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DOE's Transuranic Waste Processing Center Surpasses 3 Million Safe Work Hours

August 1, 2011 - 12:00pm

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OAK RIDGE, Tenn. – Earlier today, personnel from the U.S. Department of Energy (DOE) and Wastren Advantage, Inc. (WAI) met to celebrate the achievement of three million work hours without a lost-time accident at the Transuranic Waste Processing Center (TWPC).

The TWPC is a vital component within Oak Ridge’s Environmental Management (EM) program, responsible for processing, treating, and shipping transuranic waste, a special class of highly-radioactive waste originating from defense-related research.  This particular waste contains man-made isotopes that pose significant risks to human health and the environment.

“Surpassing three million safe work hours is an incredible accomplishment, but it is further magnified when you consider employees are working daily with some of the most hazardous waste on site,” said John Eschenberg, Oak Ridge Office acting deputy manager and assistant manager for EM.  “I’m extremely pleased with the TWPC leadership for fostering a culture that recognizes the importance and benefits of working safely.”

Removing transuranic waste from Oak Ridge remains a priority for the EM program.  The site used $143.5 million of its Recovery Act funds to accelerate waste processing by employing additional shifts of workers.  Of the three million safe work hours accumulated during the past nine years, one million of those have been recorded since Recovery Act work began in 2009.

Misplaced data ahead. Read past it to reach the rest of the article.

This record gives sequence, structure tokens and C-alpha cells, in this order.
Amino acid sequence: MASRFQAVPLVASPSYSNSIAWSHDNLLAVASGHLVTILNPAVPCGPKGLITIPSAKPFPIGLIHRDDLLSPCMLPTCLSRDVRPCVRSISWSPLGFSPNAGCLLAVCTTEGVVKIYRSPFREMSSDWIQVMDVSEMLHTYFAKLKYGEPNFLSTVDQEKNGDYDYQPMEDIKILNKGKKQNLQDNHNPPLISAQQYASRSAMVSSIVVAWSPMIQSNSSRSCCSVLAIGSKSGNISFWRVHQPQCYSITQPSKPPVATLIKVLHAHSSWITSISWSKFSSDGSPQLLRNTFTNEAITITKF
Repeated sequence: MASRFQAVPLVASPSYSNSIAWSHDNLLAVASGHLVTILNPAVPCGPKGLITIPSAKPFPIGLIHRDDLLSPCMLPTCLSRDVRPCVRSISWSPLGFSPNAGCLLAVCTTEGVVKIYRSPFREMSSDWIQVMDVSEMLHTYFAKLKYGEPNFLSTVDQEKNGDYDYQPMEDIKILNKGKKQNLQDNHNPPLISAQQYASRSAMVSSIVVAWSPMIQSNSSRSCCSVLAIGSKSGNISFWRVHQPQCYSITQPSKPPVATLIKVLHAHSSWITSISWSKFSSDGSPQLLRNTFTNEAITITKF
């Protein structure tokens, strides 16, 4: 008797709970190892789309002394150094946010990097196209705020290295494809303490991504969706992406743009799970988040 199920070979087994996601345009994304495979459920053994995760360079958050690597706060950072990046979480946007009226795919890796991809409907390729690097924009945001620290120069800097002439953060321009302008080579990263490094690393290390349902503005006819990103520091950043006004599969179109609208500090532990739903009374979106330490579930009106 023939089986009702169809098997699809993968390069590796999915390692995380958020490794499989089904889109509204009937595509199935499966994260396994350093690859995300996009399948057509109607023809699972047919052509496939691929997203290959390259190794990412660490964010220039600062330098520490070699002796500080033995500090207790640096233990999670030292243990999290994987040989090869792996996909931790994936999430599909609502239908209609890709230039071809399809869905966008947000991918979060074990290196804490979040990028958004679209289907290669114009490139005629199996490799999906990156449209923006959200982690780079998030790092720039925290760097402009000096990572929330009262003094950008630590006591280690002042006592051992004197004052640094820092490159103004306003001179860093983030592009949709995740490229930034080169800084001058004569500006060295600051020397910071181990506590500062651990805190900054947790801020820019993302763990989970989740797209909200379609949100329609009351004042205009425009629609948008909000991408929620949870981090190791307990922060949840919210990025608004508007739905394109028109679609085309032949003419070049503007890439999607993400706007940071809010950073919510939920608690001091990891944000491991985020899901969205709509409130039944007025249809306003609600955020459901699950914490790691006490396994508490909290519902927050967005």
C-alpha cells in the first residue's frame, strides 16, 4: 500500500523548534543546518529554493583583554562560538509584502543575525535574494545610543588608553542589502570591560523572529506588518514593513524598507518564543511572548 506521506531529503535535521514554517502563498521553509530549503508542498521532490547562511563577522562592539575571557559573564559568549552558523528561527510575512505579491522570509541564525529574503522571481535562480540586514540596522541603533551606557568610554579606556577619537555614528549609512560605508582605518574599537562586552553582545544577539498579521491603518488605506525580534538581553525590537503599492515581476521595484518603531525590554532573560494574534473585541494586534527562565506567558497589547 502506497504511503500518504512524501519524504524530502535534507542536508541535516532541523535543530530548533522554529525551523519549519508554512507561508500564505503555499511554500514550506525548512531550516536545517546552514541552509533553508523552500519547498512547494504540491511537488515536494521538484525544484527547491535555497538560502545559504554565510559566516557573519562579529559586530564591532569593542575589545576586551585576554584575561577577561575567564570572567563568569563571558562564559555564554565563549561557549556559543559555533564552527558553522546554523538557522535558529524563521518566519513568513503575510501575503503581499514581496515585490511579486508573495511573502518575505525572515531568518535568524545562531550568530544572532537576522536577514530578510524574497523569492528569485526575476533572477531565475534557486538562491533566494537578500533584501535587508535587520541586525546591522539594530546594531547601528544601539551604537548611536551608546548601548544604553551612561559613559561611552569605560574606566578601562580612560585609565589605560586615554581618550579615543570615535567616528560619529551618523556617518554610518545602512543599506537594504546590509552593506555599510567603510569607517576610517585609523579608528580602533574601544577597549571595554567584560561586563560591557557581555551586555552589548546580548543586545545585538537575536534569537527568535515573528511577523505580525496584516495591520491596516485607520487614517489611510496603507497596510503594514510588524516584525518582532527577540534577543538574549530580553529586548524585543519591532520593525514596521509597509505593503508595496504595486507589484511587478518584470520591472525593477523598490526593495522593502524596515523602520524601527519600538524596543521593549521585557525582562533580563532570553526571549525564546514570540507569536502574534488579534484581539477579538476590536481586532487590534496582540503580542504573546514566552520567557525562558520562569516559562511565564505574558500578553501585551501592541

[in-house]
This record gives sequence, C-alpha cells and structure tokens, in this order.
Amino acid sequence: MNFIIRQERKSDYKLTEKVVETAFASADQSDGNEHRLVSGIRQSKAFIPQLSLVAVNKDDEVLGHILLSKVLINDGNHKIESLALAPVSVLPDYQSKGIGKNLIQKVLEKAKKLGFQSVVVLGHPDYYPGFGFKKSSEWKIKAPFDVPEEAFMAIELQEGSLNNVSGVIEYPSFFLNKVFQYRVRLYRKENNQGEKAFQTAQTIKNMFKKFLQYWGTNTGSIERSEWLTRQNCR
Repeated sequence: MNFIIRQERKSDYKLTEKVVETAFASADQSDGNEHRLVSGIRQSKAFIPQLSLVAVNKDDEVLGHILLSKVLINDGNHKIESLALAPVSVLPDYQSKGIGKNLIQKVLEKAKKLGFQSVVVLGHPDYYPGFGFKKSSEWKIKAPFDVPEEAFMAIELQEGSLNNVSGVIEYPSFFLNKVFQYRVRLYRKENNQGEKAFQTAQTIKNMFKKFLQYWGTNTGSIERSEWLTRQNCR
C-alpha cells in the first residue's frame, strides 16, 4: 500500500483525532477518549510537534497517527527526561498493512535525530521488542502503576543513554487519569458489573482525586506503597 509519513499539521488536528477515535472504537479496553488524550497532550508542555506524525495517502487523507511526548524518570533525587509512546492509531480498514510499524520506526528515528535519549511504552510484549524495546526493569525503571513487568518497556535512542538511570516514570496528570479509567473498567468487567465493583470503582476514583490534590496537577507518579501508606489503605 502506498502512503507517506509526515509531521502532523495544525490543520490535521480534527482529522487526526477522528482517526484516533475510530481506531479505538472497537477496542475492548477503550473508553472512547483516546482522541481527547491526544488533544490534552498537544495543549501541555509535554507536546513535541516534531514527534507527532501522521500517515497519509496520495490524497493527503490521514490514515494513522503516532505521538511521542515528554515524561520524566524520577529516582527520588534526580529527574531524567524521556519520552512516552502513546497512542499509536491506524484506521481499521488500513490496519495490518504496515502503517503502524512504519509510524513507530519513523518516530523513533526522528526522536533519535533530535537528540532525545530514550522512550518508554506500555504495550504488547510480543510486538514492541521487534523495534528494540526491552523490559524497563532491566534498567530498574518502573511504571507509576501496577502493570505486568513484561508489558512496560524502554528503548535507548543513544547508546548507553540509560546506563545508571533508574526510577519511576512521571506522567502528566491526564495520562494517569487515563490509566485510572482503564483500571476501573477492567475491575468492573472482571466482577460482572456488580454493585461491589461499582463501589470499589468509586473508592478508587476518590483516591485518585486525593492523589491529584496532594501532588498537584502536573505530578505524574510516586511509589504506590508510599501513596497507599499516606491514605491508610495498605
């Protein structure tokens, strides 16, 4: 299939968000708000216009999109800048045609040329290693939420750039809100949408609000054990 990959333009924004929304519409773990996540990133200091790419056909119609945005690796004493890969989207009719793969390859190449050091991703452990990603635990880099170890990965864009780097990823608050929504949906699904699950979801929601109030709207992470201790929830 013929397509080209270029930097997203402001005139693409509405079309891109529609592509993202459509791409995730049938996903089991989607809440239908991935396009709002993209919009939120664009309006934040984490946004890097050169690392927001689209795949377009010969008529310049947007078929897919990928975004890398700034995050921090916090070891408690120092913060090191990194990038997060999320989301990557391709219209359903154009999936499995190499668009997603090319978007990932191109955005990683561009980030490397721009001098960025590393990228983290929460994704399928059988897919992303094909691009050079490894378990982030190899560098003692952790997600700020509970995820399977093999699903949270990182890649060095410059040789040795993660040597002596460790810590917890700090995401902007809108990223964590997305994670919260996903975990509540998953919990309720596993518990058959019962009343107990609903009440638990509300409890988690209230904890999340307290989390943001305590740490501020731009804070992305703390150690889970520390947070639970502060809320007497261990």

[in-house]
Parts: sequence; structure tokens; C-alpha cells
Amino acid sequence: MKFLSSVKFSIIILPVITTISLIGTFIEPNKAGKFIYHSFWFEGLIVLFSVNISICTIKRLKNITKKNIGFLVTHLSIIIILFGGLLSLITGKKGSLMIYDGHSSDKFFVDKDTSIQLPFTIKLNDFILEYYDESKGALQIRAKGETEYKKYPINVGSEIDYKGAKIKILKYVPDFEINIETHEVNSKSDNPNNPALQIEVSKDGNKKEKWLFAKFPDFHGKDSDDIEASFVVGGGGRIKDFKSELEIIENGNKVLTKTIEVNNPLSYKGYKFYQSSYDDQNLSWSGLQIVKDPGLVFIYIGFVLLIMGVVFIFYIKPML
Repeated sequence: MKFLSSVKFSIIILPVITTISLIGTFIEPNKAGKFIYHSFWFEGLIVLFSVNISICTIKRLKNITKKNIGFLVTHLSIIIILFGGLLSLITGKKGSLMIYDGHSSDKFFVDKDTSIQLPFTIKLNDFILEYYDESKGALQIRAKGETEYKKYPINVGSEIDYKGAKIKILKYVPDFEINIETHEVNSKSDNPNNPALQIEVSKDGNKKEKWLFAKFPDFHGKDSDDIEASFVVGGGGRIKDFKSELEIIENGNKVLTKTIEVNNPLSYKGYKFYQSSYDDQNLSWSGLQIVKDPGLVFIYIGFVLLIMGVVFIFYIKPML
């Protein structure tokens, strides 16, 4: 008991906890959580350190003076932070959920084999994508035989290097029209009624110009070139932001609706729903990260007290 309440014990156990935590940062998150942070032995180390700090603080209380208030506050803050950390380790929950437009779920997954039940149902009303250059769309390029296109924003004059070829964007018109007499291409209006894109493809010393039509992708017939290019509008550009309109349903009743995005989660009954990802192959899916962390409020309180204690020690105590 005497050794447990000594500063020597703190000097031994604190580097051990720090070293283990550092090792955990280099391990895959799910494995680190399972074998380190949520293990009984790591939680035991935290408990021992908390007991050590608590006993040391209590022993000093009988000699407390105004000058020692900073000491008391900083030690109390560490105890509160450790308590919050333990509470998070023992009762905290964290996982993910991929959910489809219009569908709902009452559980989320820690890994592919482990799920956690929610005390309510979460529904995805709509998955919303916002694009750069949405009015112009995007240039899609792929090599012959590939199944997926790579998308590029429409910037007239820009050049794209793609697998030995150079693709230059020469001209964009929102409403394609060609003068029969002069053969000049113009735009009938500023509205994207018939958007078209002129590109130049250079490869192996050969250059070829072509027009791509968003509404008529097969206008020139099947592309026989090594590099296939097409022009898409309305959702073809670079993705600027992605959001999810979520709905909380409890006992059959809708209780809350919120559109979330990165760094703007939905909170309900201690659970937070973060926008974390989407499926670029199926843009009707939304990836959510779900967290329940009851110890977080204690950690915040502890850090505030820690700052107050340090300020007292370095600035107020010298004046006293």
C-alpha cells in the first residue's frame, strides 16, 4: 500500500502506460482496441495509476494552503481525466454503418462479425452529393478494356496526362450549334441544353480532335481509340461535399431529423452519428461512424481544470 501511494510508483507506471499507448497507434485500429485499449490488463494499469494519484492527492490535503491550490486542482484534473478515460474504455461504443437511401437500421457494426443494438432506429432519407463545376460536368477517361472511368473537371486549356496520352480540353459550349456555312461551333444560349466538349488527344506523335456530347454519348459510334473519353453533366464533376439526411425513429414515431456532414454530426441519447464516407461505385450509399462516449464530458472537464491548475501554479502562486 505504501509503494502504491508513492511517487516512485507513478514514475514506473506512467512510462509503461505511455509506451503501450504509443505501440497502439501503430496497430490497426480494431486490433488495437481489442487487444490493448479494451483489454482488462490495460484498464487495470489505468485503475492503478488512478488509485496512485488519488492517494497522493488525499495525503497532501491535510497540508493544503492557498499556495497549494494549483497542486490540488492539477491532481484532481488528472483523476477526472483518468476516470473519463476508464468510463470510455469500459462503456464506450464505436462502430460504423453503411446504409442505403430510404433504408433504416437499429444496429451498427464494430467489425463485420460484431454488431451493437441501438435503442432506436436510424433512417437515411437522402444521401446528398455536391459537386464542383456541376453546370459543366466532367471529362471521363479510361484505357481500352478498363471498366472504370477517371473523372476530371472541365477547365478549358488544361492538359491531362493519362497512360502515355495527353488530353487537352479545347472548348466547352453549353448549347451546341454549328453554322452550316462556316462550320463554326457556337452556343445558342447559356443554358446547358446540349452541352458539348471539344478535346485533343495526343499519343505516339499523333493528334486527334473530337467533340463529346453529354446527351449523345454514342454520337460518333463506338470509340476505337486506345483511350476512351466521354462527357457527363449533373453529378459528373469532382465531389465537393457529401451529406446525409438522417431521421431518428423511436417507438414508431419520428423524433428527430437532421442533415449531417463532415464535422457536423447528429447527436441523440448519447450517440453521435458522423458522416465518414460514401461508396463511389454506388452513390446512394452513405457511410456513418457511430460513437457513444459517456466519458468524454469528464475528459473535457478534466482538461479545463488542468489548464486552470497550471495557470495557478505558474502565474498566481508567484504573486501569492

Through extensive safety training, the influx of new employees was able to achieve a substantial safety milestone, despite many having no prior nuclear industry experience.  Daily activities include “hands-on” work with contact and remote-handled waste involving glove boxes and bubble suits.

“I am so proud of the TWPC workforce.  Surpassing the three million man-hour milestone without a lost time accident is such a significant achievement,” said TWPC General Manager Bob McKay.  “It translates into nine years and three months of doing technically challenging and hazardous work safely. This does not happen without a grass roots commitment by the workforce to continuous improvement. Our challenge going forward is to make the remaining years of the project equally safe.”

The TWPC has garnered safety awards prior to their more recent accomplishment, earning the Voluntary Protection Program Star of Excellence, one of the most elite safety recognitions within the DOE complex.  The TWPC is managed by WAI for the DOE.
 

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